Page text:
Photodynamic Therapy of Nonmelanoma Malignant-tumors of the Skin Using Topical Delta-amino Levulinic Acid Sensitization and Laser Irradiation

Katarina Svanberg, T Andersson, D Killander, I Wang, U Stenram, Stefan Andersson-Engels, R Berg, Jonas Johansson, Sune Svanberg

Research output: Contribution to journalArticlepeer-review

Abstract

Eighty basal cell carcinomas (BCCs) in 21 patients, 10 lesions of Bowen's disease in three patients, and four lesions of cutaneous T-cell lymphoma in two patients, were treated with photodynamic laser therapy (PDT), using topical application of the haem precursor delta-amino levulinic acid (ALA). The diagnoses were confirmed histologically prior to treatment. Fifty-five of the BCCs were superficial lesions, and 25 were nodular. Of the 80 BCCs, 39 (49%) were located on the trunk, 36 (45%) on the head and neck region, four (15%) on the leg and one on the arm. The two principal locations of the 10 Bowen's disease lesions were the leg (50%) and the trunk (40%). The T-cell lymphoma lesions were located on the shoulder and on the arm. A water-in-oil based cream containing 20% ALA was applied to the lesions, with a margin of about 10-20 mm beyond the visible tumour border, 4-6 h before the laser procedure. During this period of time the highly fluorescent and photodynamically active substance protoporphyrin IX (Pp IX) is synthesized via the haem cycle. Laser-induced fluorescence (LIF) was used for real-time monitoring of the Pp IX distribution in the tumour and in the normal surrounding skin, before and after treatment in all patients. Before laser treatment the Pp-IX distribution demonstrated by LIF showed a demarcation between tumour and normal skin of about 15:1 for BCC and Bowen's disease, and 5:1 for T-cell lymphomas. Laser light from a pulsed frequency-doubled Nd:YAG laser pumping a dye laser with light emission at 630 nn was used for the therapy. The power density in the irradiation was kept below 110 mW/cm(2), in order to avoid hyperthermal effects. A total energy of 60 J/cm(2) was delivered for 10-20 min, depending on the tumour size. A complete response rate of 100% in superficial BCCs and 64% in nodular BCCs occurred after a single laser treatment, and a response rate of 100% was achieved after one additional. treatment in the nodular BCCs. in the Bowen's disease lesions a complete response of 90% was obtained with a single treatment. Two of the four T-cell lymphomas resolved completely. The follow-up time was between 6 and 14 months.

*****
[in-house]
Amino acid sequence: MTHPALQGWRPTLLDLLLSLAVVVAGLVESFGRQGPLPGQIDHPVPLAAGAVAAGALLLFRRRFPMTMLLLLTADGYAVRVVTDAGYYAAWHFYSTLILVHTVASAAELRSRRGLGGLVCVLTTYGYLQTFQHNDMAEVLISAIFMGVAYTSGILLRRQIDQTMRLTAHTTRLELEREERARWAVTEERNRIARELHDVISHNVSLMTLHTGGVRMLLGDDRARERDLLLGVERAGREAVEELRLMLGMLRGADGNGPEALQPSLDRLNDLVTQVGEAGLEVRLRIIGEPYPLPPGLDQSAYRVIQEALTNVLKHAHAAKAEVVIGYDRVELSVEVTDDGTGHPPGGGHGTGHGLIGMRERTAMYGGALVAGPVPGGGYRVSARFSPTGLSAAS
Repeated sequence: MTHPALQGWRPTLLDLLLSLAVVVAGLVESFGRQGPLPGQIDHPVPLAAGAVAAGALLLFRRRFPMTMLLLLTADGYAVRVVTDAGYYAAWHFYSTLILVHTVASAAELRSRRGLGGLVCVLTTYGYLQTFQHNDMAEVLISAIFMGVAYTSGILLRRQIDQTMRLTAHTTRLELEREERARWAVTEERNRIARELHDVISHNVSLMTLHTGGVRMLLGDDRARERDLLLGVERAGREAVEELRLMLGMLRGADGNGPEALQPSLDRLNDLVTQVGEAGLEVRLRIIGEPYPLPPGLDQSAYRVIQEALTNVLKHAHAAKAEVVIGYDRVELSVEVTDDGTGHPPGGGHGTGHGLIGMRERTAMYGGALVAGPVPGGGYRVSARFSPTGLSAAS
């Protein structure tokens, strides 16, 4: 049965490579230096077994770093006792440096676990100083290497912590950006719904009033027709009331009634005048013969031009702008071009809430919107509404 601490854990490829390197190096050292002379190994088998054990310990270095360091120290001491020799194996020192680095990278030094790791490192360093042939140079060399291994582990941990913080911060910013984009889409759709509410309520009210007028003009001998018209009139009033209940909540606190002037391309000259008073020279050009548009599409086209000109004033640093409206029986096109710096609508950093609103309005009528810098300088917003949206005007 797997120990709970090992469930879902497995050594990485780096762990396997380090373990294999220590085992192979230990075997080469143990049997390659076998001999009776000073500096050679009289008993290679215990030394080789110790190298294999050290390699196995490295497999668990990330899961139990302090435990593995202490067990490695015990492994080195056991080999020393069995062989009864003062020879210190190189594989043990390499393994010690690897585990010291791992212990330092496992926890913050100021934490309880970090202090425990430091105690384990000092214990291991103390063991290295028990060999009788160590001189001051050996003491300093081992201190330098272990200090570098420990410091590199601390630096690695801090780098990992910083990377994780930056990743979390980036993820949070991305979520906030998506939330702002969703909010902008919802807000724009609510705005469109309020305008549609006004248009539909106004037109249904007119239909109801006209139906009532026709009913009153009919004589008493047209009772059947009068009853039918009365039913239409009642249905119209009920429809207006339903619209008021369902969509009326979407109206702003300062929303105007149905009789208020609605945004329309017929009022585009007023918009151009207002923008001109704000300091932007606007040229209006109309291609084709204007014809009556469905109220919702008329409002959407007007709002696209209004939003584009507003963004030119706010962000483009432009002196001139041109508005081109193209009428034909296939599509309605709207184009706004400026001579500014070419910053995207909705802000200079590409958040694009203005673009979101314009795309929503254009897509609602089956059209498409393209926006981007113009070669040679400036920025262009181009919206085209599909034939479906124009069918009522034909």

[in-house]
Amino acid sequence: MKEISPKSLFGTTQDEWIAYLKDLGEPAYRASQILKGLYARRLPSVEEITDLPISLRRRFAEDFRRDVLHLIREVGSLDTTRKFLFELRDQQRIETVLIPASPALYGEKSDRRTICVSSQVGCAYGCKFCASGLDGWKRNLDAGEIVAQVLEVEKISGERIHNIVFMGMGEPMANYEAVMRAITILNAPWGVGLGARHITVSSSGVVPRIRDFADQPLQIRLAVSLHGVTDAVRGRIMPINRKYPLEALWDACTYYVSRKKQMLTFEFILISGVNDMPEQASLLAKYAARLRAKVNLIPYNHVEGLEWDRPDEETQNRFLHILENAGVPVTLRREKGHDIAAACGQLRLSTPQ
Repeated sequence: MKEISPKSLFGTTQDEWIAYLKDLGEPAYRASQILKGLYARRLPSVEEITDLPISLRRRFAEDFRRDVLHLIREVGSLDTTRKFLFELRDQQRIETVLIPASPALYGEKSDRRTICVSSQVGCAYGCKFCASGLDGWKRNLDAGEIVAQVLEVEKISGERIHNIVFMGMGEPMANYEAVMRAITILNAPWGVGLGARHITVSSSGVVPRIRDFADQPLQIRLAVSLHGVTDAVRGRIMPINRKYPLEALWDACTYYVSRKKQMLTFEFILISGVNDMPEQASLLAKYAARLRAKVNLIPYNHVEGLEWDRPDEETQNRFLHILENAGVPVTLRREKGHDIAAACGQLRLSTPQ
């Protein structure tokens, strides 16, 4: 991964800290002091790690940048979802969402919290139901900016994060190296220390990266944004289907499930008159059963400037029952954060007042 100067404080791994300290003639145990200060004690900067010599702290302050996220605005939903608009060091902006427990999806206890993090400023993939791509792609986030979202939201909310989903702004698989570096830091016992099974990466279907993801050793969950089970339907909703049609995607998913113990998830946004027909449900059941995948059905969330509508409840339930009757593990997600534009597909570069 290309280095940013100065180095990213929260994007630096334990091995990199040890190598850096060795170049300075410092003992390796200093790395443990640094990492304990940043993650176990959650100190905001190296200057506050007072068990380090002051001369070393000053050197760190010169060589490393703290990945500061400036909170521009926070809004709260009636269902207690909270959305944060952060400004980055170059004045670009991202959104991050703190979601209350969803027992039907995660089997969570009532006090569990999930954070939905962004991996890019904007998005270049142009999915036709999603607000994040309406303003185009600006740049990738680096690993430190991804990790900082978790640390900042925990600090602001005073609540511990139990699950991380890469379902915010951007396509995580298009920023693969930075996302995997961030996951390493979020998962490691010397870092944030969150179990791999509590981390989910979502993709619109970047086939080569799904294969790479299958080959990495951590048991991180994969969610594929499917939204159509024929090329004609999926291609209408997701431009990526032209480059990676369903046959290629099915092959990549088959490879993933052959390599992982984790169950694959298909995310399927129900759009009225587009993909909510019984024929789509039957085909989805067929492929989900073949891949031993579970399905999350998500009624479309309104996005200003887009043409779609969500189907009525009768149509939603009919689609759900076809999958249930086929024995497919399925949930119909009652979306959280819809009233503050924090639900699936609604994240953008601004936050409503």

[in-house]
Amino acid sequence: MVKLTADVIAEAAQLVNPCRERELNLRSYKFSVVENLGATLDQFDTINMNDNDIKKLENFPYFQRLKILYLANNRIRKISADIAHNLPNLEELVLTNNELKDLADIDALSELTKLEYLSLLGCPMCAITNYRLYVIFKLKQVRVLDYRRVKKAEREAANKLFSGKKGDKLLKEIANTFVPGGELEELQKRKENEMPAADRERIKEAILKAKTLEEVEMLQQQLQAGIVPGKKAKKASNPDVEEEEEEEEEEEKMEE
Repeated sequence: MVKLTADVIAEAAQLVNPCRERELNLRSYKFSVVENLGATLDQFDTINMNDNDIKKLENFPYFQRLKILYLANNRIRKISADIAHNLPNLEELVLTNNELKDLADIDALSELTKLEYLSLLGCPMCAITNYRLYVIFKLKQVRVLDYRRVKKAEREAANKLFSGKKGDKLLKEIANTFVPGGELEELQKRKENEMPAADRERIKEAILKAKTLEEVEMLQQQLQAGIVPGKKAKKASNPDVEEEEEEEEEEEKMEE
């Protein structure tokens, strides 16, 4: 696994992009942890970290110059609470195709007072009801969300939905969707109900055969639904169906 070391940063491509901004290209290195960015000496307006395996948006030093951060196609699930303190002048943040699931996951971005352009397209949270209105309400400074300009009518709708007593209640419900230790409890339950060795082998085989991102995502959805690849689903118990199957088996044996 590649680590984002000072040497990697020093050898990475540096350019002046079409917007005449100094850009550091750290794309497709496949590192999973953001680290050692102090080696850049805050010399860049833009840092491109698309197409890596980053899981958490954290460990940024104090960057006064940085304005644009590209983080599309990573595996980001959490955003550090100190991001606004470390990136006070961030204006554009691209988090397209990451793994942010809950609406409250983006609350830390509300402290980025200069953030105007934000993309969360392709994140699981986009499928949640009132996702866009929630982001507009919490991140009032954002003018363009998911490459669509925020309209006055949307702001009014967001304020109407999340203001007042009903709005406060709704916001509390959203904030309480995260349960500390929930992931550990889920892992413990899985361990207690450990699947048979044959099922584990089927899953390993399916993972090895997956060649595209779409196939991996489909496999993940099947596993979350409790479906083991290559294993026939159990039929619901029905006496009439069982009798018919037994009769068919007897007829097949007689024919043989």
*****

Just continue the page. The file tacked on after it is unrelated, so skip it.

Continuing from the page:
Original languageEnglish
Pages (from-to)743-751
JournalBritish Journal of Dermatology
Volume130
Issue number6
DOIs
Publication statusPublished - 1994

Subject classification (UKÄ)

  • Dermatology and Venereal Diseases

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